On the Harpsicord I admit to liking , Kenneth Gilbert best then Pierre Hantai both versions then Richard Eggar only with minor reservations with the instrument used in which I find some of the notes in chordal writing a bit discordant.
I agree with the near perfection of the Goldberg Variations. I never become tired of hearing them. My favorites would be Dinnerstein, Angela Hewitt, and Beatrice Rana. Also mentioned is Murray Perahia. It was John Atkinson’s favorite in the past. I have heard recently a live concert with Alexandre Tharaud. Excellent. His recorded Goldberg is on the Erato label. I have all including Glenn Gould. His verbal utterances can be a bit distracting to me.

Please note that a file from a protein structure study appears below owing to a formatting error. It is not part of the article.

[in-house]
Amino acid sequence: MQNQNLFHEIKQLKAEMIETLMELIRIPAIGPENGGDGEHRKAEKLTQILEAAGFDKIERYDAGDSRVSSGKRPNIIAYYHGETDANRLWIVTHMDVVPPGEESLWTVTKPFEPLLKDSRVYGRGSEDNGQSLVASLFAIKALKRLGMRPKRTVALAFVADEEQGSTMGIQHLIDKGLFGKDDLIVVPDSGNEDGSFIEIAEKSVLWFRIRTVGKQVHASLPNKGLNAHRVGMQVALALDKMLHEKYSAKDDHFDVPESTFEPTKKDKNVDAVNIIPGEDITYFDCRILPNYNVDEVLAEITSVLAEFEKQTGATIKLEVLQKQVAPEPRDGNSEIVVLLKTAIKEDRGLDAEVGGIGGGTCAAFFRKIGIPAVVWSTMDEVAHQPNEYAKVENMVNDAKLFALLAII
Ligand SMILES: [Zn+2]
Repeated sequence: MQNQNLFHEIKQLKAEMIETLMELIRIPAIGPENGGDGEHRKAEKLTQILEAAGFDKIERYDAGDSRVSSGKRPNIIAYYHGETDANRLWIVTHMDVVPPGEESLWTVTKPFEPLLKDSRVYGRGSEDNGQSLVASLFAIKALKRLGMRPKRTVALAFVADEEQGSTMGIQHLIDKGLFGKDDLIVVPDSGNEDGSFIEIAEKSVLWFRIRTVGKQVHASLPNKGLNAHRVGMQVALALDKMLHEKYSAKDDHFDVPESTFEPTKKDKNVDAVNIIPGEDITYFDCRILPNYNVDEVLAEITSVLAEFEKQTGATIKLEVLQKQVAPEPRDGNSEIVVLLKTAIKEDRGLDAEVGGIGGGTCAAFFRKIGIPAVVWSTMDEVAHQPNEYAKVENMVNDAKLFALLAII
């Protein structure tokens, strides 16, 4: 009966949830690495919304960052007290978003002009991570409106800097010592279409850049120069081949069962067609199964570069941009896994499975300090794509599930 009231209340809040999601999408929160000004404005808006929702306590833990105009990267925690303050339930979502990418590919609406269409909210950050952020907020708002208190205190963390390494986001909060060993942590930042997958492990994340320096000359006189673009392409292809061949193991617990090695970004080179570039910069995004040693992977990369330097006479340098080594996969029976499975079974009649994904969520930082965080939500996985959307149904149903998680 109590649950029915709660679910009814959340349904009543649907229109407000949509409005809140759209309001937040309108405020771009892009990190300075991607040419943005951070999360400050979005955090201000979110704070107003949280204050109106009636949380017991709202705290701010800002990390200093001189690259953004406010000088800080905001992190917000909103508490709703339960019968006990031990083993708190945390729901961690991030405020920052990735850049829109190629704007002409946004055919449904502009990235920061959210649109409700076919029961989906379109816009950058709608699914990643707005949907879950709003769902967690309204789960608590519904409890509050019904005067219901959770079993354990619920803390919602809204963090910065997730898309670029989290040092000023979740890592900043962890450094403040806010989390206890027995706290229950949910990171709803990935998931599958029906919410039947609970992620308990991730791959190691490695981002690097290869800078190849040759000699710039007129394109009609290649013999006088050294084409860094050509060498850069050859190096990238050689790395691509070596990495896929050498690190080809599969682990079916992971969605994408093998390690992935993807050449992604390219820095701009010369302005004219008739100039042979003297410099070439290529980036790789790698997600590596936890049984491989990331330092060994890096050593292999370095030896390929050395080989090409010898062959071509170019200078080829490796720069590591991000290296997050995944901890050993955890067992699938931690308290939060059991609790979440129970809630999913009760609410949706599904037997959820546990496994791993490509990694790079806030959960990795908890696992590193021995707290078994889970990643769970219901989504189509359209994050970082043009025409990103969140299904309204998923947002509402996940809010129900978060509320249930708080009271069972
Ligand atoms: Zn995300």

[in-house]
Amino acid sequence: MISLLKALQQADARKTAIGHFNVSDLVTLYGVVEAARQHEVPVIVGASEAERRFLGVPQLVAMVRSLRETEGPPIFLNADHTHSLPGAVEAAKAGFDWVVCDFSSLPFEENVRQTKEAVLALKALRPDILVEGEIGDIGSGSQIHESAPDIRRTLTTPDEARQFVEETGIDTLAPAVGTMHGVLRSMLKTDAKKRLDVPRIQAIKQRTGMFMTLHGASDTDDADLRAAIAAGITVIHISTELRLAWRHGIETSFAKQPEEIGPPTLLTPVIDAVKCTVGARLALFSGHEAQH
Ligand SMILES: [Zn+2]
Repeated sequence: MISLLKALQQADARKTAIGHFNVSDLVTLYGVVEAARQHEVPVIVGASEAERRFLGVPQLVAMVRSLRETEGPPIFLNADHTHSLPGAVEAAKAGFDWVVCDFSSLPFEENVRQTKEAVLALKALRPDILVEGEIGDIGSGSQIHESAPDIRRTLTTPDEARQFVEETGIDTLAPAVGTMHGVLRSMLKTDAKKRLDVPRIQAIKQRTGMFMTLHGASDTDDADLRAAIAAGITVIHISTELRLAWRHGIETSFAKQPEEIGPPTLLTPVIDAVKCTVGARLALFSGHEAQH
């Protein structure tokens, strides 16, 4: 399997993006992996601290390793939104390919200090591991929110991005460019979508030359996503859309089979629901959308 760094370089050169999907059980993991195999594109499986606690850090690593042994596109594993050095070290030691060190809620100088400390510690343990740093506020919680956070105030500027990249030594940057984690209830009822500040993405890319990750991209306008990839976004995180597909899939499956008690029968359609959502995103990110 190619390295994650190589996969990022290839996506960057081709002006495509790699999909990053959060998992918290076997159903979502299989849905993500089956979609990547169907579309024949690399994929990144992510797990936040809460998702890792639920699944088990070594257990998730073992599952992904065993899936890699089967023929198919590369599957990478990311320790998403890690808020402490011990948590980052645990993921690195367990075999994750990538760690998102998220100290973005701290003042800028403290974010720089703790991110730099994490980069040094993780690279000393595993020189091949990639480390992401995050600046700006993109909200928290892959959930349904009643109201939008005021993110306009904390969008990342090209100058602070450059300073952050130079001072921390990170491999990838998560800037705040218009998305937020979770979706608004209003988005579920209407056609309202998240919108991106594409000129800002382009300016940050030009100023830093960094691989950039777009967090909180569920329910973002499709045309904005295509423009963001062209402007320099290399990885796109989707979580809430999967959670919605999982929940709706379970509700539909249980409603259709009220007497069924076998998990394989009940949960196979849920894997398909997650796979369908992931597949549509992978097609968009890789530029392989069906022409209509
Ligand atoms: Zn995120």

Bach once said, “ The aim and final end of all music should be none other than the glory of God and the refreshment of the soul.” His opinion only, but one can get a glimpse of that when listening to the Goldbergs.
Certainly music than which none is greater. Try Ralph Kirkpatrick on cembalo. Archiv 198 020. Amazing tonal palette on display.
Yes Kirkpatrick made astounding Scarlatti 's... Good post.... Thanks
I think Rana’s account is all encompassing for someone so young. She is certainly going to be one of the greats of this century. If so inclined try her Ravel Miroirs, it is stunning.
Would it be considered a hijack if I asked people to share their favorite versions of Chopin “Nocturnes”? I fell for these with Rubinstein’s version on RCA then moved on to Moravec’s CD reissued Conossiuer Society recordings. Recently bought Maria Joao Pires on DG and like these best of all.
Yes, it is.
And in first position is Ivan Moravec.
Everything else is....